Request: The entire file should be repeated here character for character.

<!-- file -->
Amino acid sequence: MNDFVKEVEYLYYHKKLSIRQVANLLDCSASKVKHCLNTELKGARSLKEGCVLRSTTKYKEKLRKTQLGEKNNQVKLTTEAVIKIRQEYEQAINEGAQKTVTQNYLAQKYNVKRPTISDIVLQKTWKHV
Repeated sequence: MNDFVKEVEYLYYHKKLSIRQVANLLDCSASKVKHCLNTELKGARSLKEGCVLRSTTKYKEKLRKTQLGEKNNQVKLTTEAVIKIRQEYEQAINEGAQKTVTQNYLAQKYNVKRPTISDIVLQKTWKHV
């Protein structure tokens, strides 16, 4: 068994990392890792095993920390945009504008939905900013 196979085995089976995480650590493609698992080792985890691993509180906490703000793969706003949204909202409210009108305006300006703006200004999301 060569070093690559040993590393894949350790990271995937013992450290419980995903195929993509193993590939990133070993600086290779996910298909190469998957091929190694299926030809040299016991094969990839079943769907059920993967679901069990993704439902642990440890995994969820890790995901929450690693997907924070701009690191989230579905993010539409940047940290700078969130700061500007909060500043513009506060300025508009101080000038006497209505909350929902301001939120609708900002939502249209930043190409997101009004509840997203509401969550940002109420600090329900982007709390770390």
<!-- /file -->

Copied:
Amino acid sequence: MNDFVKEVEYLYYHKKLSIRQVANLLDCSASKVKHCLNTELKGARSLKEGCVLRSTTKYKEKLRKTQLGEKNNQVKLTTEAVIKIRQEYEQAINEGAQKTVTQNYLAQKYNVKRPTISDIVLQKTWKHV
Repeated sequence: MNDFVKEVEYLYYHKKLSIRQVANLLDCSASKVKHCLNTELKGARSLKEGCVLRSTTKYKEKLRKTQLGEKNNQVKLTTEAVIKIRQEYEQAINEGAQKTVTQNYLAQKYNVKRPTISDIVLQKTWKHV
């Protein structure tokens, strides 16, 4: 068994990392890792095993920390945009504008939905900013 196979085995089976995480650590493609698992080792985890691993509180906490703000793969706003949204909202409210009108305006300006703006200004999301 060569070093690559040993590393894949350790990271995937013992450290419980995903195929993509193993590939990133070993600086290779996910298909190469998957091929190694299926030809040299016991094969990839079943769907059920993967679901069990993704439902642990440890995994969820890790995901929450690693997907924070701009690191989230579905993010539409940047940290700078969130700061500007909060500043513009506060300025508009101080000038006497209505909350929902301001939120609708900002939502249209930043190409997101009004509840997203509401969550940002109420600090329900982007709390770390």